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Civilians and War in Europe, 1618–1815$
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Erica Charters, Eve Rosenhaft, and Hannah Smith

Print publication date: 2012

Print ISBN-13: 9781846317118

Published to Liverpool Scholarship Online: June 2013

DOI: 10.5949/UPO9781846317699

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date: 20 November 2017

Plunder on the Peninsula: British Soldiers and Local Civilians During the Peninsular War, 1808–1813

Plunder on the Peninsula: British Soldiers and Local Civilians During the Peninsular War, 1808–1813

Chapter:
(p.209) 14 Plunder on the Peninsula: British Soldiers and Local Civilians During the Peninsular War, 1808–1813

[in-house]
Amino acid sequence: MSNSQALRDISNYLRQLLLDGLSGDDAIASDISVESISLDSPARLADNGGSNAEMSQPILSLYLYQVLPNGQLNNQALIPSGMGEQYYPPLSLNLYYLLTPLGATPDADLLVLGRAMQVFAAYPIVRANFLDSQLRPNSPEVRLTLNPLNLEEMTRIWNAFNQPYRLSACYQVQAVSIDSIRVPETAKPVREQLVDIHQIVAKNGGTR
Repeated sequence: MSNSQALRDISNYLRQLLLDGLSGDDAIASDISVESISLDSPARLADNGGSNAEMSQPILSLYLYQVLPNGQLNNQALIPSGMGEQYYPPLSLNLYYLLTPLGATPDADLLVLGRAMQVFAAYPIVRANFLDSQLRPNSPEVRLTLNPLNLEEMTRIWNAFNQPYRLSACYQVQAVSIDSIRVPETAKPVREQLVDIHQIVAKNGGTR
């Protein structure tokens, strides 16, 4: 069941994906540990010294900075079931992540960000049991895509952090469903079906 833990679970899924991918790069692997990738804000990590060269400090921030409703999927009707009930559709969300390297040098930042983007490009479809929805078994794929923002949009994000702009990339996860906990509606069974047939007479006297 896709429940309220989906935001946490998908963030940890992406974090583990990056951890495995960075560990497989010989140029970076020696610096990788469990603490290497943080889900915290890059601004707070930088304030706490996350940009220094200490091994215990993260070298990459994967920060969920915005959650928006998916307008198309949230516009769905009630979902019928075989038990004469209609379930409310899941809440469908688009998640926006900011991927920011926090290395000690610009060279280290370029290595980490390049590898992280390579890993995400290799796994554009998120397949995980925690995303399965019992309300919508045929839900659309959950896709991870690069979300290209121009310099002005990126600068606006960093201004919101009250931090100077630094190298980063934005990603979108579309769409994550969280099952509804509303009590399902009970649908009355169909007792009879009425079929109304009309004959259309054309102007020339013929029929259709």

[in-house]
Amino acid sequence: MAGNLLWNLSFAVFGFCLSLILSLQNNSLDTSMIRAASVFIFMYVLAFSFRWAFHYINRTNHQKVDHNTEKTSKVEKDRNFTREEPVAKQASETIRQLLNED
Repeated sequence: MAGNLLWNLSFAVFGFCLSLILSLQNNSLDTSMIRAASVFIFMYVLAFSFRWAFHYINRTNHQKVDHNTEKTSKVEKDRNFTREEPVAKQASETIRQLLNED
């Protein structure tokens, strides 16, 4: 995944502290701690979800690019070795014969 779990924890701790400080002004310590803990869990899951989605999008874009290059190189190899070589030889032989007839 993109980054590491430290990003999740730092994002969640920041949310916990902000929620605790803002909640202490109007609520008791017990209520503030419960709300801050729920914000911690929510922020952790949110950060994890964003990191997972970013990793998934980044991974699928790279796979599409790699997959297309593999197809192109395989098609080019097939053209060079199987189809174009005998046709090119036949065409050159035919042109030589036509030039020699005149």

Source:
Civilians and War in Europe, 1618–1815
Author(s):
Gavin Daly
Publisher:
Liverpool University Press
DOI:10.5949/UPO9781846317699.014

This chapter examines the nature of plunder by the British army in the Peninsular War, and shows that new forms of plunder developed as a result of both cultural perceptions and the specific experience of the Peninsular War. Aside from the British, the French, Spanish, and Portuguese armies also plundered the local inhabitants. They confiscated public merchandise and estates, requisitioned harvests, seized church property and valuables, and levied crippling war contributions on the provinces. French troops committed atrocities against civilians and looted towns and villages, churches and monasteries after razing them to the ground. British soldiers carried out plunder due to necessity, opportunism, and collecting. Yet British plunder was also restrained and facilitated by military, legal, customary, cultural, and environmental factors that converged during the Peninsular War to transform some British soldiers into banditti in red coats.

Keywords:   Peninsular War, British army, soldiers, plunder, civilians, opportunism

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